Mr. McFarlane went hack to Mr. Wright’s first solicitation of the suffrages of Mount Somers electors, and jsaid that on that occasion Mr. Wright had expressed himself as favorable to the Triphook line, and had pledged his support to it. Now, here he was, a member of the Railway Commission, and he must know that the alteration is meditated, and that to carry out the altered line will be adverse to the interests of both Alford Forest and Mount Somers. The coui’se for that meeting to follow now ought to be to at once memorialise Government not to deviate from the line originally surveyed by Mr. Triphook. Mr. Edson counselled the preparation of a requisition bearing the signatures of as many ratepayers as possible, to be forwarded to the member for tlxe district, asking him to adhere to the promises he had made to them to look after their interests in this matter, and see that they obtained what they desired. If he refused, and played fast and loose with them, he should be asked to vacate the seat he held as their representative. Without any reason being given for the deviation, they found that the line was to be altered from the course they all understood it was to take when they bought their land, and the value of that land would be seriously affected by the change. Mr. Daniel Henderson said the proposed alteration would just bring the railway to the land of Mr. E. G. Wright, and it would go no further, but he (Mr. Henderson) and many others had bought their land in the assurance that the line
would be taken on to Mount Somers, Mr, Wright had made much of the bridge difficulty with the Oxford and Tepiuka line, remarking that if the taken along the other side of the ,rjver the same bridge would do for both lifies, whereas if the original line were followed it would be necessary to build two bridges —one for each line, and that would entail an extra cost of perhaps LIO,OOO. But it was the common belief that before the Oxford and Temuka line was constructed the bridge required for the Mount Somers line would be worn out. The Chairman said that for Government to alter the railway to a line to the Anama Downs was to take a liberty with a vote of Parliament, who had set aside a large sum for a line to be constructed on Mr. Triphook’s survey. Mr. Henderson urged the preparation, and signature of a petition to the Public Works Minister asking him, from the injustice of the alteration,"to revert to the original course in the line’s construction. A copy of the petition should also be sent to Mr. Wright, asking him to support it, as he had promised to do when ho sought their votes. Mr. M‘Par lane then moved a resolution to the effect that a petition protesting against the alteration because of its injustice to Alford Forest and Mount Somers should bo prepared, signed by the ratepayers, and forwarded to the Minister for Public Works ; and a copy also sent to Mr. E. G. Wright, along with an urgent request to him to use his influence to carry out the line as surveyed by Mr. Triphook, in fulfilment of the premise Mr. Wright had made to the electors at his meeting in Mount Somers schoolroom. The motion was seconded and unanimously carried. A petition was then prepared by the Chairman, which all those present signed. The petition ran ; —“We, the undersigned residents and landowners of the Mount Somers District, representing acres, beg to protest against the proposed alteration in the line from Tinwald to Mount Somers and Alford Forest, whereby very great injustice will be done to us.” A resolution to forward a copy of the petition bo the County Council was also carried.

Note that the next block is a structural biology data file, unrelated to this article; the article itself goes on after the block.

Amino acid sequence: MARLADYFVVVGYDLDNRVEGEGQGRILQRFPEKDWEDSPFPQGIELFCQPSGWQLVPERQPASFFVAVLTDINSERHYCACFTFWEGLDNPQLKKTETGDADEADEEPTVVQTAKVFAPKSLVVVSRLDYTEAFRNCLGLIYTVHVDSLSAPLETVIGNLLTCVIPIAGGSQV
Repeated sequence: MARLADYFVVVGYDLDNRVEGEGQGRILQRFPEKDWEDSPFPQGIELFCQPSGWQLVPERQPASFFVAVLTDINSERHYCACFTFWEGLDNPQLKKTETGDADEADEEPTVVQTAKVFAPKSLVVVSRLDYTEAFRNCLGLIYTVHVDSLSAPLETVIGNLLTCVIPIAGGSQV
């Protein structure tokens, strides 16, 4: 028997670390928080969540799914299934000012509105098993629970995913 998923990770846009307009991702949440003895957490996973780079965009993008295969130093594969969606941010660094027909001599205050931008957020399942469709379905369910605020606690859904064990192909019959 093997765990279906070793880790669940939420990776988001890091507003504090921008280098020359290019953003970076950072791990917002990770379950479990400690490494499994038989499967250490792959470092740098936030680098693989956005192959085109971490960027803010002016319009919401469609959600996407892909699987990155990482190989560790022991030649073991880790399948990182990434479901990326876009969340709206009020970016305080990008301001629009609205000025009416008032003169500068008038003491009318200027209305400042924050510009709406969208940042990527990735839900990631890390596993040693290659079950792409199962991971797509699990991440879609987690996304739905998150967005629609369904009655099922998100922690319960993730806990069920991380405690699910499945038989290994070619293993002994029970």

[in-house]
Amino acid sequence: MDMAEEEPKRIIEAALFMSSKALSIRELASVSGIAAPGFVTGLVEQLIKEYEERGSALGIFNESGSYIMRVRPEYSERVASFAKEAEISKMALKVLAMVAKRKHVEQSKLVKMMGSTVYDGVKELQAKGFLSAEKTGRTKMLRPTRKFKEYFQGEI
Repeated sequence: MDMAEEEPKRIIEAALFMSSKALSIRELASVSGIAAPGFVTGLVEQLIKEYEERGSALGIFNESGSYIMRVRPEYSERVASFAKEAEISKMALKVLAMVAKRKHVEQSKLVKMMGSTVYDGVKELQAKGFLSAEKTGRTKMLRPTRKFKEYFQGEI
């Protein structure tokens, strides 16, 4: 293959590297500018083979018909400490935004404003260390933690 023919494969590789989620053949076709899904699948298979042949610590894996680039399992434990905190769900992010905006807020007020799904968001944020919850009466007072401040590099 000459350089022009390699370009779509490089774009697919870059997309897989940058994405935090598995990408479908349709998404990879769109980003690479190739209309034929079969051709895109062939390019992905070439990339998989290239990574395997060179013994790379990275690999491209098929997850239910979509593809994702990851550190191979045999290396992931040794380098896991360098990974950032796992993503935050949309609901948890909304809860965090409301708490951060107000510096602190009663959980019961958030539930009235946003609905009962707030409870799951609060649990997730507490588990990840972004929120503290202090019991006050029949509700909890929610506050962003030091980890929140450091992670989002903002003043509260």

On the suggestion of Mr. McFarlane Mr. Oookson, Clerk to the Road Board, was requested to fill in after each signature the number of acres the name represented, so that the power of those memorialising the Government would be at once and accurately shown. The proceedings then terminated.
THE MOUNT SOMERS RAILWAY., Ashburton Guardian, Volume 1, Issue 102, 20 May 1880